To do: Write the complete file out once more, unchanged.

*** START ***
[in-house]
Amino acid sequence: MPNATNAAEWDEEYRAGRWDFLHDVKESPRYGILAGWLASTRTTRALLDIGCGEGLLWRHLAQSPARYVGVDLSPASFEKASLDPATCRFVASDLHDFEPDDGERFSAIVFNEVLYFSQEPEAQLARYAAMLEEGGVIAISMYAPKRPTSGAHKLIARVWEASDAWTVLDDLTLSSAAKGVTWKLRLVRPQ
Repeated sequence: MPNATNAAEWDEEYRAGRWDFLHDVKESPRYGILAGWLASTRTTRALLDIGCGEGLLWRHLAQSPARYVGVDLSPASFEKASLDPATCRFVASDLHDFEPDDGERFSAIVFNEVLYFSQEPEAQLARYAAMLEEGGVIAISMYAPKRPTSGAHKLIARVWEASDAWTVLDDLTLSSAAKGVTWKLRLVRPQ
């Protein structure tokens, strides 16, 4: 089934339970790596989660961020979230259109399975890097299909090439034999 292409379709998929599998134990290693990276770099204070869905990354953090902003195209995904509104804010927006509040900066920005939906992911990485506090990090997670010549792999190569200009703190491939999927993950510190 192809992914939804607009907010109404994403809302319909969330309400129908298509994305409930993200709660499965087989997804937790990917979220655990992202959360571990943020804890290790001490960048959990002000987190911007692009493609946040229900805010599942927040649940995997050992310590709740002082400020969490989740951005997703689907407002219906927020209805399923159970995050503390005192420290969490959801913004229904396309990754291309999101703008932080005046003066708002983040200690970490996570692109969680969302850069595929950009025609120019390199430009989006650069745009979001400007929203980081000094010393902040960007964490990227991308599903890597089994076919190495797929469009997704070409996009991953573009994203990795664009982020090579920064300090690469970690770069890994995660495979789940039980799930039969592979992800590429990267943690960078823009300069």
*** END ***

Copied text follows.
[in-house]
Amino acid sequence: MPNATNAAEWDEEYRAGRWDFLHDVKESPRYGILAGWLASTRTTRALLDIGCGEGLLWRHLAQSPARYVGVDLSPASFEKASLDPATCRFVASDLHDFEPDDGERFSAIVFNEVLYFSQEPEAQLARYAAMLEEGGVIAISMYAPKRPTSGAHKLIARVWEASDAWTVLDDLTLSSAAKGVTWKLRLVRPQ
Repeated sequence: MPNATNAAEWDEEYRAGRWDFLHDVKESPRYGILAGWLASTRTTRALLDIGCGEGLLWRHLAQSPARYVGVDLSPASFEKASLDPATCRFVASDLHDFEPDDGERFSAIVFNEVLYFSQEPEAQLARYAAMLEEGGVIAISMYAPKRPTSGAHKLIARVWEASDAWTVLDDLTLSSAAKGVTWKLRLVRPQ
């Protein structure tokens, strides 16, 4: 089934339970790596989660961020979230259109399975890097299909090439034999 292409379709998929599998134990290693990276770099204070869905990354953090902003195209995904509104804010927006509040900066920005939906992911990485506090990090997670010549792999190569200009703190491939999927993950510190 192809992914939804607009907010109404994403809302319909969330309400129908298509994305409930993200709660499965087989997804937790990917979220655990992202959360571990943020804890290790001490960048959990002000987190911007692009493609946040229900805010599942927040649940995997050992310590709740002082400020969490989740951005997703689907407002219906927020209805399923159970995050503390005192420290969490959801913004229904396309990754291309999101703008932080005046003066708002983040200690970490996570692109969680969302850069595929950009025609120019390199430009989006650069745009979001400007929203980081000094010393902040960007964490990227991308599903890597089994076919190495797929469009997704070409996009991953573009994203990795664009982020090579920064300090690469970690770069890994995660495979789940039980799930039969592979992800590429990267943690960078823009300069």